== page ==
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Next week, a law will go into effect that will change the Internet forever and make it a lot harder to be a tech giant. On November 1, the European Union Digital Markets Act goes into effect, starting a countdown to a process expected to force Amazon, Google and Meta to make their platforms more open and interoperable by 2023. In a new reminder that Europe has regulated tech companies much more heavily than the US, it could bring major changes to what people can do with their devices and apps.

“We expect the impact to be significant,” says Gerard de Graaf, a veteran EU official who helped pass the DMA earlier this year. Last month, he became director of the EU’s new office in San Francisco, set up in part to explain the law’s implications to big tech companies. De Graaf says they will be forced to break down their walled gardens.

“If you have an iPhone, you should be able to download apps not only from the App Store, but also from other app stores or from the Internet,” de Graaf says in an emerald green-accented conference room at the Irish Consulate in San Francisco. . , where the EU office was originally located. DMA requires dominant platforms to allow smaller competitors, and could force Meta’s WhatsApp to receive messages from rival apps like Signal or Telegram, or prevent Amazon, Apple and Google from favoring their own apps and services.

Although the DMA goes into effect next week, tech platforms don’t have to comply immediately. The EU must first decide which companies are large and entrenched enough to be classified as “gatekeepers” under the strictest rules. De Graaf expects about a dozen companies to join this group, which will be announced in the spring. Those goalies will then have six months to come into compliance.

De Graaf predicted wave of lawsuits is defying Europe’s new rules for Big Tech, but says it’s in California to let Silicon Valley giants know the rules have changed. EU earlier heavy fines were levied against Google, Apple and others via antitrust investigations, a mechanism that puts the burden of proof on bureaucrats, he says. According to the DMA, the onus is on businesses to get in line. “The main message is that the negotiations are over, we’re in a compliance situation,” says de Graaf. “You may not like it, but that’s the way it is.”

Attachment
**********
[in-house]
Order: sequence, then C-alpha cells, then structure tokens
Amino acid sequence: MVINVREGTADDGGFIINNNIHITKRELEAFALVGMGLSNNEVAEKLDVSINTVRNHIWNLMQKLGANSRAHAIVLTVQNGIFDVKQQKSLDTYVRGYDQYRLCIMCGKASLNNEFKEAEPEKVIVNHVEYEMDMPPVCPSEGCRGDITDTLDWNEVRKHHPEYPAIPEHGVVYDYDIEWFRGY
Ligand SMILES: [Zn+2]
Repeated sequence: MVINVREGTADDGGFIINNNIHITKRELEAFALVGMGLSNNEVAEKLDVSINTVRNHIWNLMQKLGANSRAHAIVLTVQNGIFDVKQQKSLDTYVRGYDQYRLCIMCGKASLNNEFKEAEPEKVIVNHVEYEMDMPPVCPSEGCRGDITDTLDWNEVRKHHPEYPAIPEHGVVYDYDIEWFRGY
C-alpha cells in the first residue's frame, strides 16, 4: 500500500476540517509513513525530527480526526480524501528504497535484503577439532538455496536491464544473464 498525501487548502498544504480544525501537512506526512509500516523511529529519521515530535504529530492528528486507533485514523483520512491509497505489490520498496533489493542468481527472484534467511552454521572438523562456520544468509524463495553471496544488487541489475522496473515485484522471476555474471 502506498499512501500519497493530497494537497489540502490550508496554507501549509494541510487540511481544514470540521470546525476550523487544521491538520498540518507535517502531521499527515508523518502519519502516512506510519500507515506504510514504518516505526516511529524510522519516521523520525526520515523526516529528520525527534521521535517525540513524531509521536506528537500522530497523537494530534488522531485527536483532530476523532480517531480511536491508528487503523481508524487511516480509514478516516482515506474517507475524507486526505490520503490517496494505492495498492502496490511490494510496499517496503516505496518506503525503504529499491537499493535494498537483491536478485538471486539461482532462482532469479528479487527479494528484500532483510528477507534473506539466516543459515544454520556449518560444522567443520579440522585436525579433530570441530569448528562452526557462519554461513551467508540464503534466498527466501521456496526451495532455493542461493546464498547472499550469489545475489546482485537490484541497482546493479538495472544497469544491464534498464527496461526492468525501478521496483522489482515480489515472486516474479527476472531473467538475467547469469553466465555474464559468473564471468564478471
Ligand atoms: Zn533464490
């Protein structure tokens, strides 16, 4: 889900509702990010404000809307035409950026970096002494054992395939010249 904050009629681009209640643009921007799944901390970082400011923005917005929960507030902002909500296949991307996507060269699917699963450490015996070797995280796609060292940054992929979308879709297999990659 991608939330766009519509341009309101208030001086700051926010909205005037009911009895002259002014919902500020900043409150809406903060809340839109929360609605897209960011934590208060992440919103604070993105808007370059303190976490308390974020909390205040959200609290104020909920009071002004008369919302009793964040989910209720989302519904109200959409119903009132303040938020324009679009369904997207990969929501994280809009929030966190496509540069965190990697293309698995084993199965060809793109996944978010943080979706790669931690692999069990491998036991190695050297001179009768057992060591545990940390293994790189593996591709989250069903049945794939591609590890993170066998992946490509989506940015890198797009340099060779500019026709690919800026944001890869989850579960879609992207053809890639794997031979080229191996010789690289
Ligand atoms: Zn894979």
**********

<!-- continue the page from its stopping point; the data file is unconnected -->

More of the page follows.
As EU digital privacy law, GDPRThe DMA is expected to change the way technology platforms serve people outside the EU’s 400 million Internet users, because some details of compliance will be easier to implement globally.

Tech companies will also soon have to contend with a second sweeping EU law Digital Services Actwhich requires risk assessments of certain algorithms and disclosures about automated decision-making and could force social apps like TikTok open your data to third party control. The law will also be implemented in phases, with the largest online platforms expected to be in compliance by mid-2024. EU too considering the adoption of special rules for artificial intelligencewhich may prohibit some use cases of the technology.

De Graaf argues that tougher rules for tech giants are needed not only to protect people and other businesses from unfair practices, but also to ensure that society can reap the full benefits of technology. He was critical of optionality The AI ​​Bill of Rights recently unveiled by the White House, saying that a lack of strong regulation could undermine public trust in technology. “If our citizens lose trust in AI because they believe it discriminates against them and produces outcomes that are detrimental to their lives,” he says, “they will avoid AI, and it will never succeed.”

The new EU office opens following recent moves by the bloc and the US to work more closely together on technology policy. De Graaf says both sides are interested in finding ways to address the chip shortage and ways authoritarian governments can use technology and the Internet.

He’s also planning a trip to Sacramento to meet with California state lawmakers, who he says have been pioneers in standing up to Big Tech. They are passed the bill last month requiring strict default privacy settings for children and controls over how companies use the data they collect about children. In recent years, the US Congress has passed relatively few laws affecting the technology industry, except $52 billion CHIPS and Semiconductor Manufacturing Support Science Act in July.

Marlena Wisniak, who leads technology work at the civil liberties group at the European Center for Non-Commercial Law, sees the EU’s new presence in the tech industry’s backyard as new evidence that it is serious about shaping global technology policy. She says de Graaf should use some of that power to benefit people who depend on Big Tech platforms outside the US and EU, who are rarely represented in tech diplomacy.

Wisniak also hopes that the EU’s digital emissaries can avoid the pitfalls that have thwarted the plans of some earlier upstarts in Silicon Valley, a place where CEOs, entrepreneurs and investors far outnumber policy experts. “I hope that EU politicians will not be blinded by the technological hype,” she says. “The tech bro story is real.”

This story originally appeared on wired.com.